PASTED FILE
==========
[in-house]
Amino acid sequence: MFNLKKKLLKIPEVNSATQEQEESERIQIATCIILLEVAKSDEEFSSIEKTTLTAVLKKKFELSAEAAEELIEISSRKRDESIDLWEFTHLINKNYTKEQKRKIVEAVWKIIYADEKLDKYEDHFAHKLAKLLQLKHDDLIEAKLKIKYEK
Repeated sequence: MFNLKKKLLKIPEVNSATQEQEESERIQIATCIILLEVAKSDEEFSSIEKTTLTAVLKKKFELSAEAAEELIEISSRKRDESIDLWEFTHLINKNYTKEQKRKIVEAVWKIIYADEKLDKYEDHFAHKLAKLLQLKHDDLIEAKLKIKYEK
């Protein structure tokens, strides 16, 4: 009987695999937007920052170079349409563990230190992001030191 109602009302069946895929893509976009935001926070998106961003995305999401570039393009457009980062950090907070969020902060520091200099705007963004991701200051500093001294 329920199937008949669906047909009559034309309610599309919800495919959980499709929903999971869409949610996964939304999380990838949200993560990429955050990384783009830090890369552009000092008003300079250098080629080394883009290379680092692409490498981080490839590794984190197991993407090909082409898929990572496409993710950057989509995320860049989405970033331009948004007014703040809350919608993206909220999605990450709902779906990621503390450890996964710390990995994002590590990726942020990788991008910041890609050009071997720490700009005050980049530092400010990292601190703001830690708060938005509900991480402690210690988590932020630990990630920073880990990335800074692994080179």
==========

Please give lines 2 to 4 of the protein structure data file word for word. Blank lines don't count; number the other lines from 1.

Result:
Amino acid sequence: MFNLKKKLLKIPEVNSATQEQEESERIQIATCIILLEVAKSDEEFSSIEKTTLTAVLKKKFELSAEAAEELIEISSRKRDESIDLWEFTHLINKNYTKEQKRKIVEAVWKIIYADEKLDKYEDHFAHKLAKLLQLKHDDLIEAKLKIKYEK
Repeated sequence: MFNLKKKLLKIPEVNSATQEQEESERIQIATCIILLEVAKSDEEFSSIEKTTLTAVLKKKFELSAEAAEELIEISSRKRDESIDLWEFTHLINKNYTKEQKRKIVEAVWKIIYADEKLDKYEDHFAHKLAKLLQLKHDDLIEAKLKIKYEK
């Protein structure tokens, strides 16, 4: 009987695999937007920052170079349409563990230190992001030191 109602009302069946895929893509976009935001926070998106961003995305999401570039393009457009980062950090907070969020902060520091200099705007963004991701200051500093001294 329920199937008949669906047909009559034309309610599309919800495919959980499709929903999971869409949610996964939304999380990838949200993560990429955050990384783009830090890369552009000092008003300079250098080629080394883009290379680092692409490498981080490839590794984190197991993407090909082409898929990572496409993710950057989509995320860049989405970033331009948004007014703040809350919608993206909220999605990450709902779906990621503390450890996964710390990995994002590590990726942020990788991008910041890609050009071997720490700009005050980049530092400010990292601190703001830690708060938005509900991480402690210690988590932020630990990630920073880990990335800074692994080179």